The USGS economic analysis estimated the amounts of undiscovered oil and nonassociated gas that could be commercially developed at particular market prices based on the incremental costs of finding, developing, and transporting the oil and gas to market, including an after tax 12% rate of return. All calculations and costs were in constant 2003 U.S. dollars.The plot for economically recoverable oil shown here considers that at relatively high market prices, an increase in the commercial value of natural gas has a small but positive effect on the volume of economically recoverable oil. Note that if gas is assigned no commercial value, above a market price for oil of $40 per barrel the curves are shifted by about 2% to 4% to lower volumes. This plot assumes sharing of processing facilities with adjacent oil fields, thus permitting development of smaller oil accumulations. At a market price for oil of $55 per barrel, economically recoverable oil thus represents 79% to 88% of technically recoverable oil.
The plot for economically recoverable gas reflects the results of analyzing the two scenarios of pipeline access and discounting to net present value. Even though the proportion of economically to technically recoverable gas is low, significant amounts of economically recoverable gas would still be present. However, more than 25 TCF of stranded gas is currently ready to market from existing oil fields on the North Slope at much lower cost than what it would take to discover and develop new gas accumulations.
Summary of undiscovered economic oil resources in the central North Slope assessment area of Alaska. Each red curve relates the market price (in 2003 U.S. dollars) to the estimated volume of economic resources, while the green dashed vertical bars represent the volumes of technically recoverable oil, providing upper limits to the volume of economically recoverable oil. Thus, at a market price of $40 per barrel, at the 95th-fractile resource estimate representing a 95% occurrence probability of at least 2.57 billion barrels of oil (BBO), 1.6 BBO is economic. Similarly, at the 5th-fractile estimate representing a 5% occurrence probability of at least 5.85 BBO, 4.6 BBO is economic; and at the mean estimate of 3.98 BBO, 2.9 BBO is economic.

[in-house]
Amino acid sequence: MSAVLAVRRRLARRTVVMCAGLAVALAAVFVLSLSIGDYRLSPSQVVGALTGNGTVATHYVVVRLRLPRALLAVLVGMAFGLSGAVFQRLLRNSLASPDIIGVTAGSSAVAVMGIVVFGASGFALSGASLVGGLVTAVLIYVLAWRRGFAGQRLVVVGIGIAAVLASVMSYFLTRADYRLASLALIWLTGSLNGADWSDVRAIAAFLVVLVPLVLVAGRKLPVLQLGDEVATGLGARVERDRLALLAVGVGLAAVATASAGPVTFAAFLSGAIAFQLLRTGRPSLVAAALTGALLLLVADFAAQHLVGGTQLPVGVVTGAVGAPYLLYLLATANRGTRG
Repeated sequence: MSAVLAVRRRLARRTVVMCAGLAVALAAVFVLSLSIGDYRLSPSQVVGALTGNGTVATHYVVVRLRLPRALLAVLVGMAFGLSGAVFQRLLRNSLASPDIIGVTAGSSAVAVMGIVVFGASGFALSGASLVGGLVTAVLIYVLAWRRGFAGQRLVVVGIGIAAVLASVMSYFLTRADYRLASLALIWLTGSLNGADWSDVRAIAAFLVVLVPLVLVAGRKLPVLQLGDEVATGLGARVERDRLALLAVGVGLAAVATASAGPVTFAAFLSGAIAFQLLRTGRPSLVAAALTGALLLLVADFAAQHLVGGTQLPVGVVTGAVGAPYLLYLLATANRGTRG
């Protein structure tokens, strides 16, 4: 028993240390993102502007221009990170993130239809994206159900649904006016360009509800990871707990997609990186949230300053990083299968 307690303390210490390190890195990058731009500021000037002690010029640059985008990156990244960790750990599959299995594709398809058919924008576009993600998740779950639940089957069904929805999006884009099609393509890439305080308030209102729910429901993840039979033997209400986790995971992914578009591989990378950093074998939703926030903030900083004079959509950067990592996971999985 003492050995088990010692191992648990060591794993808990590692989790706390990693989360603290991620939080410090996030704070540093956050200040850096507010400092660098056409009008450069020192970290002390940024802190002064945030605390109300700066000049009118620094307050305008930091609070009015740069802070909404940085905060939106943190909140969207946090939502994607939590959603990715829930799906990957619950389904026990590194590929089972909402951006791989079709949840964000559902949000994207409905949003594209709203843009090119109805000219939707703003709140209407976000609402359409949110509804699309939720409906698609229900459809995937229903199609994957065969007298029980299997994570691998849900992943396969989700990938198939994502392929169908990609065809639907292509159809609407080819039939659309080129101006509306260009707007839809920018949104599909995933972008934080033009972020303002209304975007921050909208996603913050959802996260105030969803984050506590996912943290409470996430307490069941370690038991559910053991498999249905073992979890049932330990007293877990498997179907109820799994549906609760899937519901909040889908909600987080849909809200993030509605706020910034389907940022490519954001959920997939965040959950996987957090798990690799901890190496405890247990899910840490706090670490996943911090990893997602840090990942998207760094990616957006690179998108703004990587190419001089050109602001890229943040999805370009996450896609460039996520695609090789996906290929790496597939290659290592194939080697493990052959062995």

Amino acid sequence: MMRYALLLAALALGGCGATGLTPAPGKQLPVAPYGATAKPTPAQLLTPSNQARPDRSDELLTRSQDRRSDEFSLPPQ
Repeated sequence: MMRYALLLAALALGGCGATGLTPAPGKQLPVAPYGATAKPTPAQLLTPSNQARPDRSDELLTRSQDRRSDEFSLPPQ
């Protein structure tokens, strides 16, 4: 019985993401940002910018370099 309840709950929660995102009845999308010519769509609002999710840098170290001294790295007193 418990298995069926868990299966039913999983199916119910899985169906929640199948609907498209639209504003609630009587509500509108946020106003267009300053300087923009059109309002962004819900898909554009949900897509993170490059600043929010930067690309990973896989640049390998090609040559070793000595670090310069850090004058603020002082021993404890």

Summary of undiscovered economic nonassociated gas resources in the central North Slope assessment area of Alaska. The economic analysis assumed that gas is valued (in 2003 U.S. dollars) at two-thirds that of oil, and the present value of gas was discounted for delays in pipeline availability of 10 years (red curves) and 20 years (blue curves), while the green dashed vertical bars represent volumes of technically recoverable gas, providing upper limits to the volume of economically recoverable gas. Thus, at a market price of $6 per thousand cubic feet with a 10-year delay in pipeline availability, at the 95th-fractile resource estimate representing a 95% occurrence probability of at least 23.9 trillion cubic feet (TCF) of gas, 12 TCF is economic. Similarly, at 5th-fractile estimate representing a 5% occurrence probability of at least 44.9 TCF of gas, 34.5 TCF is economic; and at the mean estimate of 33.3 TCF of gas, 24 TCF is economic.
An economic analysis of the new USGS assessment of undiscovered, technically recoverable oil and non-associated gas resources of the central North Slope of Alaska indicates that with modern production techniques (for example, horizontal development wells and sharing of processing facilities), a relatively high proportion of the undiscovered oil can be commercially developed. The gas analysis showed that significant volumes of the undiscovered gas are likely to be economic, in spite of moderate accumulation sizes, distance from infrastructure, and uncertainties about transportation.
This research reflects ongoing efforts by USGS scientists to provide the Nation and its decisionmakers with reliable data as a basis for formulating future energy policy.
Emil D. Attanasi, Kenneth J. Bird, and Philip A. Freeman
Edited by George A. Havach
Graphic design by Susan Mayfield; Web design by Michael Diggles
For Further Information
Supporting geologic studies of total petroleum systems, assessment units, and the methodology used in the central North Slope resource assessment are in progress. Assessment results, including economic analysis, are posted on the USGS Energy Resource Program's Web site at URL
Emil D. Attanasi (firstname.lastname@example.org)
Kenneth J. Bird (email@example.com)
Philip A. Freeman (firstname.lastname@example.org)
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URL of this page: http://pubs.usgs.gov/fs/2005/3120/
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Created: November 4, 2005
Last modified: May 11, 2006